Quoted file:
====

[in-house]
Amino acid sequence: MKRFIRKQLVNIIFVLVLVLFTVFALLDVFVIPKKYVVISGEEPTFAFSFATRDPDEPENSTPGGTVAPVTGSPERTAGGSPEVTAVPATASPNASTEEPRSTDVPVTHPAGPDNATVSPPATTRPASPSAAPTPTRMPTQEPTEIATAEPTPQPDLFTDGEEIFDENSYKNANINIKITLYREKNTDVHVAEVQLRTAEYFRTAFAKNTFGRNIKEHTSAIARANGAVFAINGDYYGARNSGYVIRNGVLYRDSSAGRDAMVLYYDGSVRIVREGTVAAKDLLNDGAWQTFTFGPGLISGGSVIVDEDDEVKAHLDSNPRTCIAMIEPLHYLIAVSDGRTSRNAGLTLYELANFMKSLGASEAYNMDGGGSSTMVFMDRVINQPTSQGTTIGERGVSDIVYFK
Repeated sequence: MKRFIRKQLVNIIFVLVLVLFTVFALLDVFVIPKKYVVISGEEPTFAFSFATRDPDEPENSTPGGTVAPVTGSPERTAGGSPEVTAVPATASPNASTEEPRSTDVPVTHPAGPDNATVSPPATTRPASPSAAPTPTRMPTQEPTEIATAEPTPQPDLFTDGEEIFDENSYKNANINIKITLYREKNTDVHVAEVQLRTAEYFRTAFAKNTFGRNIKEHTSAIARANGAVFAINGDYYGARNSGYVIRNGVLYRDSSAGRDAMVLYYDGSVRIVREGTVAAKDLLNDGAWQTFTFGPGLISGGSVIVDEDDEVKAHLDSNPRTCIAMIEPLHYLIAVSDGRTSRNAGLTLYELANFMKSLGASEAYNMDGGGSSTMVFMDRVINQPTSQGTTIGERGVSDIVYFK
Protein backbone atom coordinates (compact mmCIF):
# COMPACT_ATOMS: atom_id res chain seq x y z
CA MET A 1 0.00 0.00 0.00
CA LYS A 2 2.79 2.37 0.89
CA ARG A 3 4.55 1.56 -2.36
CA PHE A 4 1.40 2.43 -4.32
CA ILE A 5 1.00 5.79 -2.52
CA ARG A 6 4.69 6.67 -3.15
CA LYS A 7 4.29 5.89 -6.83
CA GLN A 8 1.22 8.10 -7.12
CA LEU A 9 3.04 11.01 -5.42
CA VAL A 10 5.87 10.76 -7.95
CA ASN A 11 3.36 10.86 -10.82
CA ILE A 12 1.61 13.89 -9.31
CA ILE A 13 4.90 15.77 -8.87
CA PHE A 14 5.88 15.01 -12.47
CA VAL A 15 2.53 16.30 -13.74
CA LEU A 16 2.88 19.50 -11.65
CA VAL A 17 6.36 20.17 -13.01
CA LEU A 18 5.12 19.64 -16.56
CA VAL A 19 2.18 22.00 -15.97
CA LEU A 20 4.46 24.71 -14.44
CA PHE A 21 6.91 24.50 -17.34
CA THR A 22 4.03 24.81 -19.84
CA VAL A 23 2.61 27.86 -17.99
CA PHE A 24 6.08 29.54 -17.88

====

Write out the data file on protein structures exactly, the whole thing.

[in-house]
Amino acid sequence: MKRFIRKQLVNIIFVLVLVLFTVFALLDVFVIPKKYVVISGEEPTFAFSFATRDPDEPENSTPGGTVAPVTGSPERTAGGSPEVTAVPATASPNASTEEPRSTDVPVTHPAGPDNATVSPPATTRPASPSAAPTPTRMPTQEPTEIATAEPTPQPDLFTDGEEIFDENSYKNANINIKITLYREKNTDVHVAEVQLRTAEYFRTAFAKNTFGRNIKEHTSAIARANGAVFAINGDYYGARNSGYVIRNGVLYRDSSAGRDAMVLYYDGSVRIVREGTVAAKDLLNDGAWQTFTFGPGLISGGSVIVDEDDEVKAHLDSNPRTCIAMIEPLHYLIAVSDGRTSRNAGLTLYELANFMKSLGASEAYNMDGGGSSTMVFMDRVINQPTSQGTTIGERGVSDIVYFK
Repeated sequence: MKRFIRKQLVNIIFVLVLVLFTVFALLDVFVIPKKYVVISGEEPTFAFSFATRDPDEPENSTPGGTVAPVTGSPERTAGGSPEVTAVPATASPNASTEEPRSTDVPVTHPAGPDNATVSPPATTRPASPSAAPTPTRMPTQEPTEIATAEPTPQPDLFTDGEEIFDENSYKNANINIKITLYREKNTDVHVAEVQLRTAEYFRTAFAKNTFGRNIKEHTSAIARANGAVFAINGDYYGARNSGYVIRNGVLYRDSSAGRDAMVLYYDGSVRIVREGTVAAKDLLNDGAWQTFTFGPGLISGGSVIVDEDDEVKAHLDSNPRTCIAMIEPLHYLIAVSDGRTSRNAGLTLYELANFMKSLGASEAYNMDGGGSSTMVFMDRVINQPTSQGTTIGERGVSDIVYFK
Protein backbone atom coordinates (compact mmCIF):
# COMPACT_ATOMS: atom_id res chain seq x y z
CA MET A 1 0.00 0.00 0.00
CA LYS A 2 2.79 2.37 0.89
CA ARG A 3 4.55 1.56 -2.36
CA PHE A 4 1.40 2.43 -4.32
CA ILE A 5 1.00 5.79 -2.52
CA ARG A 6 4.69 6.67 -3.15
CA LYS A 7 4.29 5.89 -6.83
CA GLN A 8 1.22 8.10 -7.12
CA LEU A 9 3.04 11.01 -5.42
CA VAL A 10 5.87 10.76 -7.95
CA ASN A 11 3.36 10.86 -10.82
CA ILE A 12 1.61 13.89 -9.31
CA ILE A 13 4.90 15.77 -8.87
CA PHE A 14 5.88 15.01 -12.47
CA VAL A 15 2.53 16.30 -13.74
CA LEU A 16 2.88 19.50 -11.65
CA VAL A 17 6.36 20.17 -13.01
CA LEU A 18 5.12 19.64 -16.56
CA VAL A 19 2.18 22.00 -15.97
CA LEU A 20 4.46 24.71 -14.44
CA PHE A 21 6.91 24.50 -17.34
CA THR A 22 4.03 24.81 -19.84
CA VAL A 23 2.61 27.86 -17.99
CA PHE A 24 6.08 29.54 -17.88